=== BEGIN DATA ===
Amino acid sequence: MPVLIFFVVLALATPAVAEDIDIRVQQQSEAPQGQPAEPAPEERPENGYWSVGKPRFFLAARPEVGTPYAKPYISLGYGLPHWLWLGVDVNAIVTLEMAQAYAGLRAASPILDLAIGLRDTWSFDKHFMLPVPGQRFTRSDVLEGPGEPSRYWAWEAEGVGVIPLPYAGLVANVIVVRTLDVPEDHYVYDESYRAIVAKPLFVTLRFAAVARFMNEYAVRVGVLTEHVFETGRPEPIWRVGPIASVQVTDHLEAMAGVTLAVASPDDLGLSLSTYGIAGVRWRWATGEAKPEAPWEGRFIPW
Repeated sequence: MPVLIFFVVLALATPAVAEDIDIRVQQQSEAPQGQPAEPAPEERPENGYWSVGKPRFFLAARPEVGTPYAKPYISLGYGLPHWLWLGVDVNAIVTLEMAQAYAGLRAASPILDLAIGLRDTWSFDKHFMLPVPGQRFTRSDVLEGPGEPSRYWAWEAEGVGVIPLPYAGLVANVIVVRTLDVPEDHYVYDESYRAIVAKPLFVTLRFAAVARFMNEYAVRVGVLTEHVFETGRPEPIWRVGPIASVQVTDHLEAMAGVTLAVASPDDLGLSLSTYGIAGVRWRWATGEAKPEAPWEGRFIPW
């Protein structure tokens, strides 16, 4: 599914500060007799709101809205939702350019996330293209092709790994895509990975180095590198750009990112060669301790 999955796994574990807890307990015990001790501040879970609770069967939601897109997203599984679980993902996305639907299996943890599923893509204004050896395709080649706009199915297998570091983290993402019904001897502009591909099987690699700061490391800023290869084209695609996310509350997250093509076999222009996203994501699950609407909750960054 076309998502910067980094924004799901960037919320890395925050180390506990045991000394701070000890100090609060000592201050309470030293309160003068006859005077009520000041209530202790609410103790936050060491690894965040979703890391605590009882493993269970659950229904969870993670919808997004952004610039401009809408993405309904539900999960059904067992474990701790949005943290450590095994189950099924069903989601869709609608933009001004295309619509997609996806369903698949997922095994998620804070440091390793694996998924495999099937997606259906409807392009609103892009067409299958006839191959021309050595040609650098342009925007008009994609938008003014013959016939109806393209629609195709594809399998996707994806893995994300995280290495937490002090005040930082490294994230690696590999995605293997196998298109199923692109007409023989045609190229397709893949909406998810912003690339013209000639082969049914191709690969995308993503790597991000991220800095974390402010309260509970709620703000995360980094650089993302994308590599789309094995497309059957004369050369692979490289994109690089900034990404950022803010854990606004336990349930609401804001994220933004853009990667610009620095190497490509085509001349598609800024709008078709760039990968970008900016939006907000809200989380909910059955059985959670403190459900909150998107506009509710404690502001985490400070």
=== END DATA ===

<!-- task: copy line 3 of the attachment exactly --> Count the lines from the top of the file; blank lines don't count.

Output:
């Protein structure tokens, strides 16, 4: 599914500060007799709101809205939702350019996330293209092709790994895509990975180095590198750009990112060669301790 999955796994574990807890307990015990001790501040879970609770069967939601897109997203599984679980993902996305639907299996943890599923893509204004050896395709080649706009199915297998570091983290993402019904001897502009591909099987690699700061490391800023290869084209695609996310509350997250093509076999222009996203994501699950609407909750960054 076309998502910067980094924004799901960037919320890395925050180390506990045991000394701070000890100090609060000592201050309470030293309160003068006859005077009520000041209530202790609410103790936050060491690894965040979703890391605590009882493993269970659950229904969870993670919808997004952004610039401009809408993405309904539900999960059904067992474990701790949005943290450590095994189950099924069903989601869709609608933009001004295309619509997609996806369903698949997922095994998620804070440091390793694996998924495999099937997606259906409807392009609103892009067409299958006839191959021309050595040609650098342009925007008009994609938008003014013959016939109806393209629609195709594809399998996707994806893995994300995280290495937490002090005040930082490294994230690696590999995605293997196998298109199923692109007409023989045609190229397709893949909406998810912003690339013209000639082969049914191709690969995308993503790597991000991220800095974390402010309260509970709620703000995360980094650089993302994308590599789309094995497309059957004369050369692979490289994109690089900034990404950022803010854990606004336990349930609401804001994220933004853009990667610009620095190497490509085509001349598609800024709008078709760039990968970008900016939006907000809200989380909910059955059985959670403190459900909150998107506009509710404690502001985490400070």